|Fig 6: Impactechogram at measurement line B, showing the lateral position of the 3 emptx ducts.. These were only indirectly located by a shift of the thickness peak.|
On this concrete specimen, the scanning Impact Echo technique proved able to easily identify the slab thickness with good accuracy and the lateral position of the ducts. Between the avantages of this application, it has to be remembered that the concrete was new thus in likely good testing condition and that the ducts were empty, thus offering a large change of acoustical impedance . Disadvantage of this testing example was the fact that the ducts have small size, Æ 4 cm and present a concrete cover betwee 1.5 and 2.5 times the diameter of the duct. Nevertheless, the scanning Impact Echo, by plotting 2-dimensional element sections, greatly facilitates the interpretation of the IE data. Thanks to the higher density of data collection (station spacing: 1 cm) than for traditional punctual IE, small features, i.e. the ducts, can be detected and visualised..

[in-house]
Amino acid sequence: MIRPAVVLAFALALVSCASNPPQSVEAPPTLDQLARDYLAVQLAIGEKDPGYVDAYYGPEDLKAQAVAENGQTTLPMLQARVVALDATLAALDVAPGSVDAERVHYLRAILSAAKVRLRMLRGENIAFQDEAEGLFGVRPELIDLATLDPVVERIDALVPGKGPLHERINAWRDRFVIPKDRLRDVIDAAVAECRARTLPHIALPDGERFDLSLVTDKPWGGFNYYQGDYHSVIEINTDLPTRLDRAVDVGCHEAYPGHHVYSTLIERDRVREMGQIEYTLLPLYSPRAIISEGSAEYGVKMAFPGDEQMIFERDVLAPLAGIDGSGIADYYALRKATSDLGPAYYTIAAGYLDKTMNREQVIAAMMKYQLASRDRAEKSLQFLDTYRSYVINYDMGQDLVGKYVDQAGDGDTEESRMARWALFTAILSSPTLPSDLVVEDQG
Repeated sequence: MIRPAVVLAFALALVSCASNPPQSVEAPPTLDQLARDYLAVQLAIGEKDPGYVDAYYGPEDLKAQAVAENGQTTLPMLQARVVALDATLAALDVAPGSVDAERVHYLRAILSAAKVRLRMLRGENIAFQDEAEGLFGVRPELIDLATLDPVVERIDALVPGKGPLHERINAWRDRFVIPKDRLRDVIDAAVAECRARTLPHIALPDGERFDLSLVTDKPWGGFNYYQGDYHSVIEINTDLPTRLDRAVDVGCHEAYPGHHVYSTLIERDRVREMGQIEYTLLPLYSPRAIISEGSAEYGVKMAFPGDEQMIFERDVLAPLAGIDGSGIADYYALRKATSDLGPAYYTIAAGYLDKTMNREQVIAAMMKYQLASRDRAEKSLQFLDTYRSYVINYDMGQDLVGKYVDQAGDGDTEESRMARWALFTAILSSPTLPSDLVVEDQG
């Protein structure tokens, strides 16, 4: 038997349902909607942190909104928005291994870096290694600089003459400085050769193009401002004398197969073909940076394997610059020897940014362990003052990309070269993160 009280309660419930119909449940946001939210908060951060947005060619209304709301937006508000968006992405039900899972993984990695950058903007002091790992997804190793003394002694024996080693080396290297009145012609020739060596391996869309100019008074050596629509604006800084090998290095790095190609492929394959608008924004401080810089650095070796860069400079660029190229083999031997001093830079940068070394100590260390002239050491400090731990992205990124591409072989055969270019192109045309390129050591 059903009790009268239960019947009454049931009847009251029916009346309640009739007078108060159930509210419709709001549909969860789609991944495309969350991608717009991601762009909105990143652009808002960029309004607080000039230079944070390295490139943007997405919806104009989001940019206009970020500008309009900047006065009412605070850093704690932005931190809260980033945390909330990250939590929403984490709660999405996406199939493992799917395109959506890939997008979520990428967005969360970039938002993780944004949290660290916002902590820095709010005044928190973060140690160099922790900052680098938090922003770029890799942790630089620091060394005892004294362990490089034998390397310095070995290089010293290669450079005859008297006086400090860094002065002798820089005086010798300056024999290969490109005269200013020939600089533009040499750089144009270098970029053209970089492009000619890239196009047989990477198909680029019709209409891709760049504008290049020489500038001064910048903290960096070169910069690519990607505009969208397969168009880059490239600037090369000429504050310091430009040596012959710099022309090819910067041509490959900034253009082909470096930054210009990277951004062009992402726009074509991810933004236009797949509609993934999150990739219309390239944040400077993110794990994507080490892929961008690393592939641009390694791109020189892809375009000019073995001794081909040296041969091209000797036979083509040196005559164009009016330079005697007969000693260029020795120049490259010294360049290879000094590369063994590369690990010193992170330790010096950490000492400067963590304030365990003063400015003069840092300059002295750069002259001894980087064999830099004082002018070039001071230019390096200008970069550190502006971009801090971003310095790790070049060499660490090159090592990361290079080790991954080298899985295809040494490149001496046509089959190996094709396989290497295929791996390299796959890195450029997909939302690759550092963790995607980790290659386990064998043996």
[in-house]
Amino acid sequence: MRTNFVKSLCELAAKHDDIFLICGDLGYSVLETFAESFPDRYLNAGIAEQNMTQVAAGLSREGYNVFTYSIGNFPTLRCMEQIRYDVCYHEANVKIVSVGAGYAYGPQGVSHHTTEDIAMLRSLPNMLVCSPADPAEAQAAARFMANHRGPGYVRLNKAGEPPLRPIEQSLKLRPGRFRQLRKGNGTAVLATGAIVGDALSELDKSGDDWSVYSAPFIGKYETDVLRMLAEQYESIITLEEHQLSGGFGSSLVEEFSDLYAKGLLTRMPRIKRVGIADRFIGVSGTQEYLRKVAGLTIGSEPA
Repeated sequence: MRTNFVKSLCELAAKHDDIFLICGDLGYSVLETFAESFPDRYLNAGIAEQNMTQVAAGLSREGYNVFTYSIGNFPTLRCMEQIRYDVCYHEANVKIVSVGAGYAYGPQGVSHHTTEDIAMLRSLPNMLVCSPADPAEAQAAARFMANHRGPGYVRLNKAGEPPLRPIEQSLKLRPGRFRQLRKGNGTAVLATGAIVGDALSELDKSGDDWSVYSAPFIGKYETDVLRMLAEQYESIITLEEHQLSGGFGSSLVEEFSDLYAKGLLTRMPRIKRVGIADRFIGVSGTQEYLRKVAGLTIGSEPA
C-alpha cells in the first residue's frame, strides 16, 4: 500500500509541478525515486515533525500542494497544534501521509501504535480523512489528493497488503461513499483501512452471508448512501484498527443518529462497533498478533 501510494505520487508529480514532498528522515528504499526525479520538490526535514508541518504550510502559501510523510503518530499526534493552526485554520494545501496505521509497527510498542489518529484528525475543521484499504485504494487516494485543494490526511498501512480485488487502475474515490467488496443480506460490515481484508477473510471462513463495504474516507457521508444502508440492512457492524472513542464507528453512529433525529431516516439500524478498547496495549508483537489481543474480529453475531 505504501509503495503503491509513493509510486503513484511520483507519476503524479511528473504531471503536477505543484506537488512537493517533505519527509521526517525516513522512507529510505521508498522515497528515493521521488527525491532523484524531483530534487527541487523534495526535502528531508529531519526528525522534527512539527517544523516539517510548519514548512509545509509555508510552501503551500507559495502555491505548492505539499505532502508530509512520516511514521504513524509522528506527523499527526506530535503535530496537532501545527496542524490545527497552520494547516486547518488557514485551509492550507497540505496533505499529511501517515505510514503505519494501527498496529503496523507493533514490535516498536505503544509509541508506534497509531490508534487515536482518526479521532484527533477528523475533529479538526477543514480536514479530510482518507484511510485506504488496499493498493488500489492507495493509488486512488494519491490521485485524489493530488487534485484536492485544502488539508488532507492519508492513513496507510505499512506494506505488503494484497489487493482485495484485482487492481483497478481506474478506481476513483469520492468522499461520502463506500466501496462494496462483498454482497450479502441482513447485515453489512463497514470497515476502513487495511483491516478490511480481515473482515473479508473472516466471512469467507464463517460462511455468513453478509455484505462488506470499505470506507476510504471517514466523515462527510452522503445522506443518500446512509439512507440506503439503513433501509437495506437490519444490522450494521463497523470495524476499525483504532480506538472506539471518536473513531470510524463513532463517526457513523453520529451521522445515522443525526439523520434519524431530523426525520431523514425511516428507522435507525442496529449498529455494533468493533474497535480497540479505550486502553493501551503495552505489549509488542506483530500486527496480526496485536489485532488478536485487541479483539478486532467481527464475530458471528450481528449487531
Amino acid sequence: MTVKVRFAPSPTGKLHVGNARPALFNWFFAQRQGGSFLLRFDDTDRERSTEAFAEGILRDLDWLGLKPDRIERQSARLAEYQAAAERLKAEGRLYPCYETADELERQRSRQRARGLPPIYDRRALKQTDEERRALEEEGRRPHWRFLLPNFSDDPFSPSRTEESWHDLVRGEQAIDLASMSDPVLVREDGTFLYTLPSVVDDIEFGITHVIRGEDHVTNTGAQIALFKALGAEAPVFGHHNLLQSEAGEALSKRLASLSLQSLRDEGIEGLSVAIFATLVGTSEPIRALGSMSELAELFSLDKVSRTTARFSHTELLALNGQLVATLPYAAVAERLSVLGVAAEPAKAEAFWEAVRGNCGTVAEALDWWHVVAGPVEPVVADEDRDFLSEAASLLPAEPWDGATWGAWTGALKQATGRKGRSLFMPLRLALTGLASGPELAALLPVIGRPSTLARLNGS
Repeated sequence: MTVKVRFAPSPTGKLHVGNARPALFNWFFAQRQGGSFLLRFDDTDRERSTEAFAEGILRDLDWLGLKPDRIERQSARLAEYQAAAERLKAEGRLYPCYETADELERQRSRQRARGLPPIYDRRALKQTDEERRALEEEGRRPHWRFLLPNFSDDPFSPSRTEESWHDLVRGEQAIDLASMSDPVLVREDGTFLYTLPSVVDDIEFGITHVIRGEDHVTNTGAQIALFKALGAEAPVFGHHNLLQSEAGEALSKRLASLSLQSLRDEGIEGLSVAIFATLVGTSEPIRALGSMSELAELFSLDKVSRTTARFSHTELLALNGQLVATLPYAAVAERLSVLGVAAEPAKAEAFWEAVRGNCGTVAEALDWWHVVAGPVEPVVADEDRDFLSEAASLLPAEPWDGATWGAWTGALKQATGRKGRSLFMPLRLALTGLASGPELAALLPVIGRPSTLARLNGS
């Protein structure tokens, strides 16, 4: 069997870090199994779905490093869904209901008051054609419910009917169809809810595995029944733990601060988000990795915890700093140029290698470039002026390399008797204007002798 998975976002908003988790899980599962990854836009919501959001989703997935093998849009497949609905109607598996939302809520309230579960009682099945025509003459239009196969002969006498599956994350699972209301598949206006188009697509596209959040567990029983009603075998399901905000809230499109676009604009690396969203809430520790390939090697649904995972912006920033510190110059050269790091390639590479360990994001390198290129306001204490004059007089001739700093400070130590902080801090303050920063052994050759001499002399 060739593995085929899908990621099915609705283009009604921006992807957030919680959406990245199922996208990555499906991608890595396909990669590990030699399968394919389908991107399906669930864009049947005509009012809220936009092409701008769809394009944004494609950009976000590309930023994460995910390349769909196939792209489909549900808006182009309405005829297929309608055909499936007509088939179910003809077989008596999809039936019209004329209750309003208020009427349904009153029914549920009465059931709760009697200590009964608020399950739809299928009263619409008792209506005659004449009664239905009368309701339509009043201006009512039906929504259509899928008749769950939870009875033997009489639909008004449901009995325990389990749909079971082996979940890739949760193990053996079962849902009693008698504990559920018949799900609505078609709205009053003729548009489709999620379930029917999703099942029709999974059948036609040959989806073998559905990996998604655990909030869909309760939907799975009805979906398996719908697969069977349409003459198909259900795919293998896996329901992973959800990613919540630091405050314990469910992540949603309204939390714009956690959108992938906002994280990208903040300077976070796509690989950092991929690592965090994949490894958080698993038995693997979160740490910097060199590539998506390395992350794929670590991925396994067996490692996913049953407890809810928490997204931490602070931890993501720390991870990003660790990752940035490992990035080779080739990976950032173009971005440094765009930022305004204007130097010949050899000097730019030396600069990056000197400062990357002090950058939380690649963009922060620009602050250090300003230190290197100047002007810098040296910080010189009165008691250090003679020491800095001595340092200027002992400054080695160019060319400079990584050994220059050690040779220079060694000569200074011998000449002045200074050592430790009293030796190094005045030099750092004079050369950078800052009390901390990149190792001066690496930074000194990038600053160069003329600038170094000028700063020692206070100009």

Other favourable field of application of the scanning impact-echo method are for example the case of complex element geometry. The interpretation of the single frequency spectra would be in this case time consuming and difficult even foran expert user. Instead the BAM software allows to plot already on site, in real time, the impact-echo 2-dimensional images and permits an easier and faster data interpretation.
Furthermore, this type of data visualisation allows to detect the pattern of reflection peaks due to the vibrations of the element. This regular pattern is not visible and not recognisable in the single frequency spectra, where the single peaks are usually not interpreted or interpreted as noise or disturbances.